Cancer Research Scandal Looming?

Of 164 included trials, 33% showed bias in reporting of the PE and 67% in the reporting of toxicity. The PE was more likely to be reported in the concluding statement of the abstract when significant differences favoring the experimental arm were shown; 59% of 92 trials with a negative PE used secondary end points to suggest benefit of experimental therapy. Only 32% of articles indicated the frequency of grade 3 and 4 toxicities in the abstract. A positive PE was associated with under-reporting of toxicity.

Source: Stone Hearth Newsletters.

Comments (9)

Trackback URL | Comments RSS Feed

  1. Bruce says:


  2. Studebaker says:

    My theory: Don’t get cancer then you won’t have to worry about all this.

  3. Evan Carr says:

    With the proper manipulation, any words can be twisted out of context or purposefully excluded. Where is the transparency? I wonder how much of this is due to which special interest is funding part or all of the study. Researchers probably don’t like to bite the hand that feeds them any more than any of us do. They also probably don’t want to be the bearer of bad news. Messengers sometimes get shot.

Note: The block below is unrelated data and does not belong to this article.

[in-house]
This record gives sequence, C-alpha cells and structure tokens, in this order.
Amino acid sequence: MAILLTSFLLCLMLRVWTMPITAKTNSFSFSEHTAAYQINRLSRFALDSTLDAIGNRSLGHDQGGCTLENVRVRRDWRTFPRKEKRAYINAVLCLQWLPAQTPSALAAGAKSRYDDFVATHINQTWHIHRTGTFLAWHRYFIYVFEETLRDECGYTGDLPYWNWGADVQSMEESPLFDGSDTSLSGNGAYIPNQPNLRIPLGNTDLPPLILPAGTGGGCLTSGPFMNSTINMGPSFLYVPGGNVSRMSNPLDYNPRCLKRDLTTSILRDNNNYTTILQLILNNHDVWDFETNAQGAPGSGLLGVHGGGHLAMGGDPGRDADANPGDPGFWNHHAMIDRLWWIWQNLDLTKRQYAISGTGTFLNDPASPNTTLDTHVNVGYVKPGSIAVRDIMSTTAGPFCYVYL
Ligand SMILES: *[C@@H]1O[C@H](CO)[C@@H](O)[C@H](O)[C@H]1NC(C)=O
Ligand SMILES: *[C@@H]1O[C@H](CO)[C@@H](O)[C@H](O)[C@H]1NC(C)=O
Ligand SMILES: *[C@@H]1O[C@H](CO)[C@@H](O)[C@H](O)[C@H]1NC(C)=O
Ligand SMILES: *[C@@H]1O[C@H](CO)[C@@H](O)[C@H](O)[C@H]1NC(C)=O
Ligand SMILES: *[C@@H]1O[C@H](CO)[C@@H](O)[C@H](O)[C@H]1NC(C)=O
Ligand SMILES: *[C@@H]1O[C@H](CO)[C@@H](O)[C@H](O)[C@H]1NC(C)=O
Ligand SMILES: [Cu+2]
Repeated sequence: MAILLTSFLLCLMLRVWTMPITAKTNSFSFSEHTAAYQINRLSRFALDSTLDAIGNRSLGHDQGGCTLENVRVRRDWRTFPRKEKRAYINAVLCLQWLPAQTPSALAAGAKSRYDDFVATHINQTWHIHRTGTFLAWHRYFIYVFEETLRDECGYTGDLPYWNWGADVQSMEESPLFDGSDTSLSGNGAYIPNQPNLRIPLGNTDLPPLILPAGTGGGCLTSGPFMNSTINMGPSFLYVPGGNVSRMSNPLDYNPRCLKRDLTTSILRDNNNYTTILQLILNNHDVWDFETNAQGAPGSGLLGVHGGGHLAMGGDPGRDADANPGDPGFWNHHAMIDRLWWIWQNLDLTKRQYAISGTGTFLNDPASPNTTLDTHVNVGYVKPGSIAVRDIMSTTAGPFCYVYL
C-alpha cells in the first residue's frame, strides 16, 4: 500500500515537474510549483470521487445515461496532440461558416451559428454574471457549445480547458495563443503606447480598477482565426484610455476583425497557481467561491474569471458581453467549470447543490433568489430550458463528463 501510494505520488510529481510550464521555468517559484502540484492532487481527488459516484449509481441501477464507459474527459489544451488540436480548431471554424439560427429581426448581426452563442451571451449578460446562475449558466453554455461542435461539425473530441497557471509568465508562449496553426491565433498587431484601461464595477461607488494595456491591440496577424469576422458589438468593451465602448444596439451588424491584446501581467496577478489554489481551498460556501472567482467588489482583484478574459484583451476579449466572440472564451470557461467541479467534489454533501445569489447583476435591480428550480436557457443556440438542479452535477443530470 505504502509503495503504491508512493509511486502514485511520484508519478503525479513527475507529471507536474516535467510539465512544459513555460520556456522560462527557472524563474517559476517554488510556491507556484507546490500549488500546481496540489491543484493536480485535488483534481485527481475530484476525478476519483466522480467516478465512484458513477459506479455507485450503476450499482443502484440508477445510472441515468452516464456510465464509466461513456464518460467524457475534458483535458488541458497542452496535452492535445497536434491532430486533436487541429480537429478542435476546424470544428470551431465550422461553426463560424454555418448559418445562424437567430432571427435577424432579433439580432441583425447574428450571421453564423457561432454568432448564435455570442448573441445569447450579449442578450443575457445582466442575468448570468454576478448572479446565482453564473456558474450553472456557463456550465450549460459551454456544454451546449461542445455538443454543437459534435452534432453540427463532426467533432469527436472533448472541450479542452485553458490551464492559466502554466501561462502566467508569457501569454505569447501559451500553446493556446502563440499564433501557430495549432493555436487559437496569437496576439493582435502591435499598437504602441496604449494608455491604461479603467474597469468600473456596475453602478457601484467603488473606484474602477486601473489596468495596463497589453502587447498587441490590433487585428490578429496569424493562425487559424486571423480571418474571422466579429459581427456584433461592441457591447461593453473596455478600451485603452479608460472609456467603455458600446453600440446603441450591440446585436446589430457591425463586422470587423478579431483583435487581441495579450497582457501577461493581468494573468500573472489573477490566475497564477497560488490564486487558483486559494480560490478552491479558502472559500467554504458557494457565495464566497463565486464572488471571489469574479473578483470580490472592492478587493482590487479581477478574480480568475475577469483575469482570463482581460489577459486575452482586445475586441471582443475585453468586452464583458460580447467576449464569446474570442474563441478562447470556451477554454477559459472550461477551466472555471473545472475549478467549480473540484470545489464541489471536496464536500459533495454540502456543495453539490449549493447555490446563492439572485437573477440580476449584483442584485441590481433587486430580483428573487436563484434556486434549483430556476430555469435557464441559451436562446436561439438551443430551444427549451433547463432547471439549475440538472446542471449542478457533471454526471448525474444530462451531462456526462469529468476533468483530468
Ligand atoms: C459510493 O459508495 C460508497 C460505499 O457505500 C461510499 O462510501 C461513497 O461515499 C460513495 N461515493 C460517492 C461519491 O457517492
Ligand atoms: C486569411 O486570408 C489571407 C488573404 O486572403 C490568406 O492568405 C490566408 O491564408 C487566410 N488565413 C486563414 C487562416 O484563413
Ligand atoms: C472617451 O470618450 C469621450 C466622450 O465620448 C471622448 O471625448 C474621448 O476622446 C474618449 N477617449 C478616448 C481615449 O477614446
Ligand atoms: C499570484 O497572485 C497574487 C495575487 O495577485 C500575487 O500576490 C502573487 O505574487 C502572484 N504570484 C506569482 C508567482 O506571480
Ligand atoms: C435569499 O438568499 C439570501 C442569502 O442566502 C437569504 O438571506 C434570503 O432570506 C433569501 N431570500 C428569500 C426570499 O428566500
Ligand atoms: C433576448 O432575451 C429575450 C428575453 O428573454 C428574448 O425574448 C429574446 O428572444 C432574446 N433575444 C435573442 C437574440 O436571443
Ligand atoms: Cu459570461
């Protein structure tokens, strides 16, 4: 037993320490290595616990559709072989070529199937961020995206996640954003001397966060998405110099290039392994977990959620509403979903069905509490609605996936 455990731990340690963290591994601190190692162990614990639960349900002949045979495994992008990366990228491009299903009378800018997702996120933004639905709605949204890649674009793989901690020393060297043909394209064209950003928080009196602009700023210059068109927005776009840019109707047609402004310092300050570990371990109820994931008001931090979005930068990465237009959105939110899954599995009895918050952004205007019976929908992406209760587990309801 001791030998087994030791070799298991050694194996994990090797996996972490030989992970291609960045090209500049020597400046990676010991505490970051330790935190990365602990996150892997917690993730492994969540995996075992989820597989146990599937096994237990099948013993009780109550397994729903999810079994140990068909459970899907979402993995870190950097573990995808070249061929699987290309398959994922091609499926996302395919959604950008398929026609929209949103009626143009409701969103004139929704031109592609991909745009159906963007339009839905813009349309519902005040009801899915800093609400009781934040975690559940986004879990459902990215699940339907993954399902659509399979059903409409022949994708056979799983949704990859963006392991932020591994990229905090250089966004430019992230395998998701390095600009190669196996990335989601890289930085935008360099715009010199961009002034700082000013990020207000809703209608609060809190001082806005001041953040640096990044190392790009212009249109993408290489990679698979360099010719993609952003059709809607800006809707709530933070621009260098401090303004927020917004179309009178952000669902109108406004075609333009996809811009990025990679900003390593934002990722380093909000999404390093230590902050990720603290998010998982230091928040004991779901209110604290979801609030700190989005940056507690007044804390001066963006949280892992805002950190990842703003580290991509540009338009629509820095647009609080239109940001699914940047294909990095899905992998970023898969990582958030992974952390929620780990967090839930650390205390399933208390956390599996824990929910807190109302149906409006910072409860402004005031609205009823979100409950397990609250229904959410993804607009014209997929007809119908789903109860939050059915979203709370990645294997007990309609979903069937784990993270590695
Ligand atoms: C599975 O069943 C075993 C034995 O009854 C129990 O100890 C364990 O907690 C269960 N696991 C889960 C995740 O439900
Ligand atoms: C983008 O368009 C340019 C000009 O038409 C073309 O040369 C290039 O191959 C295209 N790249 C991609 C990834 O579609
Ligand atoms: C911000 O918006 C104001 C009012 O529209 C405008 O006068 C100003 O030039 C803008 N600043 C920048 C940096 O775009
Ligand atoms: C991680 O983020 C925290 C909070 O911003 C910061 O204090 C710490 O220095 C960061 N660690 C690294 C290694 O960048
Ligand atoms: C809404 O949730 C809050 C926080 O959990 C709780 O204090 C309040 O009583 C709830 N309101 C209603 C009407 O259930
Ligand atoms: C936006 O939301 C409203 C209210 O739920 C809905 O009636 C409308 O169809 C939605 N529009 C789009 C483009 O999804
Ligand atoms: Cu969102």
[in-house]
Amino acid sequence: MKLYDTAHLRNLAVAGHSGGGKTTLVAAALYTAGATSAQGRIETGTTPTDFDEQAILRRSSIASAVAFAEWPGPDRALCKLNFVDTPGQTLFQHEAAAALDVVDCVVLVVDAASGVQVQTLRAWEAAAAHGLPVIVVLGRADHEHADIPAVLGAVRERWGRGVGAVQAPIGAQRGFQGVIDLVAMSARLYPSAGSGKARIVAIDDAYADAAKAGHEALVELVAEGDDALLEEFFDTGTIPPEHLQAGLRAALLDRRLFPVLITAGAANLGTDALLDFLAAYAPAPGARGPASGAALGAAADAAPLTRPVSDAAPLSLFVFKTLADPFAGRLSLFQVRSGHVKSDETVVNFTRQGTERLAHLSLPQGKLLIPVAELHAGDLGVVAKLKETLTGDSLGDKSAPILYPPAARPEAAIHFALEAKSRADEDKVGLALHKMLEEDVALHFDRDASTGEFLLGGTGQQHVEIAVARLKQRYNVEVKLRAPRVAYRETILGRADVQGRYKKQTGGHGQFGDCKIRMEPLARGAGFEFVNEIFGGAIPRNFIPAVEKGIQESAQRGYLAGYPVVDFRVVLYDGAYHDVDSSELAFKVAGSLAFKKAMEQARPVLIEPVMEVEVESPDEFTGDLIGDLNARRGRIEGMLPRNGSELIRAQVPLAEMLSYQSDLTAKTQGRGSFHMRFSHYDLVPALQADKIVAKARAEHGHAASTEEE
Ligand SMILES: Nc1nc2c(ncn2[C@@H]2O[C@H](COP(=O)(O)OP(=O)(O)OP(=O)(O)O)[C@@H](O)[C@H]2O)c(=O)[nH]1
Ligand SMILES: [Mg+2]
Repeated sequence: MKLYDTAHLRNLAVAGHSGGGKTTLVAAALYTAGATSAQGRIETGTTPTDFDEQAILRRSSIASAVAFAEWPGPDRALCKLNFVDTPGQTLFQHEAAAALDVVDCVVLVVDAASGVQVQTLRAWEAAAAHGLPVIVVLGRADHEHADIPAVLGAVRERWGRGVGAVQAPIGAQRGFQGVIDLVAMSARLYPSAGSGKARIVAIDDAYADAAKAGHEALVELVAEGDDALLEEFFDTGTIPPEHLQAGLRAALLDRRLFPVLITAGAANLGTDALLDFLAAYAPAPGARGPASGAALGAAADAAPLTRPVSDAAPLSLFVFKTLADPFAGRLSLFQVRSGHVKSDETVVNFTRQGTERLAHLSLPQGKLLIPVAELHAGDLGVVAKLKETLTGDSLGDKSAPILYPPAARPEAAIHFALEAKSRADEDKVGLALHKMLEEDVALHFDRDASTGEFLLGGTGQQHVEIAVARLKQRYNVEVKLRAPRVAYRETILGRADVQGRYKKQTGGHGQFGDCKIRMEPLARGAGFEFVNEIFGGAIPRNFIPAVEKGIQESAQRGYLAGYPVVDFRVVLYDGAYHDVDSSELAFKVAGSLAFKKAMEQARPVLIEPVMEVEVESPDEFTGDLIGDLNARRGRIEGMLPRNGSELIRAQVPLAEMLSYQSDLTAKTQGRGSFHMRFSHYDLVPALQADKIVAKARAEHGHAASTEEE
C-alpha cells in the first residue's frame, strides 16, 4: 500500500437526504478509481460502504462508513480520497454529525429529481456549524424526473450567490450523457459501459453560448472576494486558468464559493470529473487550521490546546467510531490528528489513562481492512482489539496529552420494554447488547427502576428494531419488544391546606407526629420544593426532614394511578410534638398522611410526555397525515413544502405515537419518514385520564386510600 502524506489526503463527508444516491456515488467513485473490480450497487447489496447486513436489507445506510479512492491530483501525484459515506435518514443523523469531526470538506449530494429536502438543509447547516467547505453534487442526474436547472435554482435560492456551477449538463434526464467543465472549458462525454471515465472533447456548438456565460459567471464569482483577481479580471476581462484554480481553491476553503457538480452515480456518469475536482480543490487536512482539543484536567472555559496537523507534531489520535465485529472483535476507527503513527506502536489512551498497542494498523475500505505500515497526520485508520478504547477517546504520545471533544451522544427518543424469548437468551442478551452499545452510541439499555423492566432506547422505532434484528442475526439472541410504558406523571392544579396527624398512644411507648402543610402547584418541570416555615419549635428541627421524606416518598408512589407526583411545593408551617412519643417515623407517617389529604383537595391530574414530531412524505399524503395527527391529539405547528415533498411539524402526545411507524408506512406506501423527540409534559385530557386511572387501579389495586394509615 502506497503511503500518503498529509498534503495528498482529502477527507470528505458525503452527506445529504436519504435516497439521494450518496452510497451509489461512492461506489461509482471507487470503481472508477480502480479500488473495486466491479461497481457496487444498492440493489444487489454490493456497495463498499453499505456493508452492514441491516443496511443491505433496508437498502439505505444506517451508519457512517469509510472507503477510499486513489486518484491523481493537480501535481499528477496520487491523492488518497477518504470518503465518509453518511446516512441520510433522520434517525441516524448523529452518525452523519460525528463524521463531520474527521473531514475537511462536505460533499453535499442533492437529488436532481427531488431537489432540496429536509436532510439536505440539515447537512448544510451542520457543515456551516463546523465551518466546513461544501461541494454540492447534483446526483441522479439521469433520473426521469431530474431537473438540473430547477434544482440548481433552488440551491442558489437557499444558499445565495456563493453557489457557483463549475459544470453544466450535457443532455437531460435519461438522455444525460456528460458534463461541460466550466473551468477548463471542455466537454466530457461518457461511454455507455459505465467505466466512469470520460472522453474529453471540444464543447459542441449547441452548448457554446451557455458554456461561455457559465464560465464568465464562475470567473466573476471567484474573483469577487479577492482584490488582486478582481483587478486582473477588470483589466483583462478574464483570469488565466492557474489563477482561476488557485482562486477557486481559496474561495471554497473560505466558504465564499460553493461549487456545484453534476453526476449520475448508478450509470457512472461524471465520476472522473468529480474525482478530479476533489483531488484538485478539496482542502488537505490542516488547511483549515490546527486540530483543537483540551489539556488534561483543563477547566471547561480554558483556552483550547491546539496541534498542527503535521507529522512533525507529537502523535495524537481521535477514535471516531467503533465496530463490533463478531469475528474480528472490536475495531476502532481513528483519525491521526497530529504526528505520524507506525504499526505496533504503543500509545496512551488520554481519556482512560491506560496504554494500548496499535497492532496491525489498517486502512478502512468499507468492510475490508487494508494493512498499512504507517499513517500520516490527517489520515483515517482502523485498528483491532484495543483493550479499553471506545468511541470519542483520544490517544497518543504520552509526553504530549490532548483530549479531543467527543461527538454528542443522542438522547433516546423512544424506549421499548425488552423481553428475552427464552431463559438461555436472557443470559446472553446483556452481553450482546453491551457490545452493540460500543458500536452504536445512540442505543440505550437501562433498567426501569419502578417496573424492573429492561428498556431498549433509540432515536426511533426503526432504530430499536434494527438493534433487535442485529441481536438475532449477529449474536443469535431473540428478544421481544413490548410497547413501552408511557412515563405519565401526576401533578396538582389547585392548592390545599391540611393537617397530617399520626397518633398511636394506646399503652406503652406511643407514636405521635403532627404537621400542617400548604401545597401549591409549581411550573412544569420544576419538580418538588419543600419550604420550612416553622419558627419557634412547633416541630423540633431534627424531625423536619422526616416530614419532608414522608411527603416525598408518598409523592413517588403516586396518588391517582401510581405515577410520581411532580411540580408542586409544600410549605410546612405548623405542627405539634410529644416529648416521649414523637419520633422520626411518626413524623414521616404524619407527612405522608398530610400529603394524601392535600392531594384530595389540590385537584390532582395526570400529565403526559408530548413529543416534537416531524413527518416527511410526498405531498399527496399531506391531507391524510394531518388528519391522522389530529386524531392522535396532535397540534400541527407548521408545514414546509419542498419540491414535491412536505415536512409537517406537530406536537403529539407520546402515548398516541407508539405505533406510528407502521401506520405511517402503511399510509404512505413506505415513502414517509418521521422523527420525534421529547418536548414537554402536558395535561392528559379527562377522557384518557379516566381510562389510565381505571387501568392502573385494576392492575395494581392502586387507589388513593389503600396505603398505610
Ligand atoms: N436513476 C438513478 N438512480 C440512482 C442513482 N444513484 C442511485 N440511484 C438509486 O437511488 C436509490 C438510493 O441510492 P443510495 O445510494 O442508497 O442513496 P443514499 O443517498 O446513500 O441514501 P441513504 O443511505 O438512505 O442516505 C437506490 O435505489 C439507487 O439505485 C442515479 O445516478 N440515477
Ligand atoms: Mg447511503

4. Life of Pi says:

    Cancer is a hard disease to track and treat, and this is not the first time there has been controversies surrounding cancer research data.

  5. Linda Gorman says:

    And let’s not forget that a lot of the cell lines used in academic labs are contaminated to the point where researchers who, for example, think they are studying head and neck cancer are really studying cervical cancer.

    See the Wall Street Journal,

  6. Andrew O says:

    The bias could be attributed to so many factors…us humans, silly humans.

  7. Chelsea says:

    To err is human? Anyone? Never mind.

  8. Jeremy says:

    You can’t even trust research data anymore. Very saddening and worrisome all together.

  9. H. James Prince says:

    “There are lies, damn lies, and statistics.” – Benjamin Disraeli